SKY NEWS:- Andy Murray wiped away tears of joy after winning the men’s singles title at Wimbledon for a second time.
The British number one and world number two defeated Canadian Milos Raonic in straight sets 6-4, 7-6 (7-3), 7-6 (7-2).
Murray seemed overcome by emotion as the enormity of his achievement dawned on him.
He sat down and became tearful as he sank his head in his towel before being presented with the trophy.
Murray, 29, said the victory “feels extra special” because he had suffered some “tough losses” at Wimbledon in the past.
He added: “I’m proud to get my hands on the trophy again.”
Murray admitted: “It’s the most important tournament for me every year. I played some really good stuff today.”
Among the high-profile figures watching the match at SW19 were the Duke and Duchess of Cambridge and Prime Minister David Cameron.
Three years ago, Murray became the first British man to win Wimbledon since Fred Perry in 1936.
This year’s win was also his third grand slam triumph after victory in the US Open in 2012.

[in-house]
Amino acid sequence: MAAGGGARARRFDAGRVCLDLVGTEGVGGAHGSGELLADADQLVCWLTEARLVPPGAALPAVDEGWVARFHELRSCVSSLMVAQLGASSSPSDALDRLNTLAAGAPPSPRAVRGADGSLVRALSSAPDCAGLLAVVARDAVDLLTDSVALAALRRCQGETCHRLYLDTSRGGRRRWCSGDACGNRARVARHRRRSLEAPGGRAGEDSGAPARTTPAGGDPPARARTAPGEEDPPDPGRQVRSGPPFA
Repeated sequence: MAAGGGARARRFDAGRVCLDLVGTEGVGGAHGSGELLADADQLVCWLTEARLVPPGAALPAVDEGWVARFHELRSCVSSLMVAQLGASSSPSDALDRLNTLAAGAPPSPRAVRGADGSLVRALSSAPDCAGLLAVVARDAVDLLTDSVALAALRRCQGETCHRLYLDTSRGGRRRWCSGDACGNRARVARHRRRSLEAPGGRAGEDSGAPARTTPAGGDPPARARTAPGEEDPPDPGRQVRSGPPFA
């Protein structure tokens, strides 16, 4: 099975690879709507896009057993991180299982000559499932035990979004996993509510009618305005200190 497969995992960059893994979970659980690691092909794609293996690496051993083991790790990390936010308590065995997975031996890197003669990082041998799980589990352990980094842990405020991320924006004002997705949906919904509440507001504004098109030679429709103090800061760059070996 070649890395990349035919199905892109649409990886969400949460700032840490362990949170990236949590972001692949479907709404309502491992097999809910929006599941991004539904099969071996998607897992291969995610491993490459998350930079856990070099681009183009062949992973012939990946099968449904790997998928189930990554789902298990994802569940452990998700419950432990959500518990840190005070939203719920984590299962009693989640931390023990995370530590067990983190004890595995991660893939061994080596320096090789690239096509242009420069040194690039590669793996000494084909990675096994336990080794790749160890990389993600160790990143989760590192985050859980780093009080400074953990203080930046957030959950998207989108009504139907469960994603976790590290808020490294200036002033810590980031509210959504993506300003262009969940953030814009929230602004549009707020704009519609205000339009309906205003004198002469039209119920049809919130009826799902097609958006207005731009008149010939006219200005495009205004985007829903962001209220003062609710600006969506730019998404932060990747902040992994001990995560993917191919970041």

In southwest London, Murray faced just two break points in the two hour 48 minute encounter against his Canadian opponent.
Raonic, 25, who had hit 137 aces going into the final, managed just eight on Sunday.
“It’s a difficult challenge. Andy has been playing great and he deserved to win, congratulations to him,” he said.
“This one is going to sting. I’m going to make sure I do everything I can to be back here for another chance.”
Mr Cameron posted on his official Twitter account: “Congratulations [email protected]_murray on his second #Wimbledon title. What a fantastic performance and what a proud day for British tennis.”
Scotland’s First Minister Nicola Sturgeon posted: “Congratulations to @andy_murray!,” and alongside a picture of Murray holding the trophy aloft she wrote simply: “CHAMPION!”
Meanwhile, there was more good news for British tennis after Heather Watson won the mixed doubles final with her partner Henri Kontinen, beating Robert Farah and Anna-Lena Groenefeld 7-6, 6-4.
Murray’s fellow Scot Gordon Reid claimed the men’s singles wheelchair title 6-1, 6-4, having won the doubles on Saturday.
Britain’s Jordanne Whiley won the silverware in the ladies’ wheelchair doubles.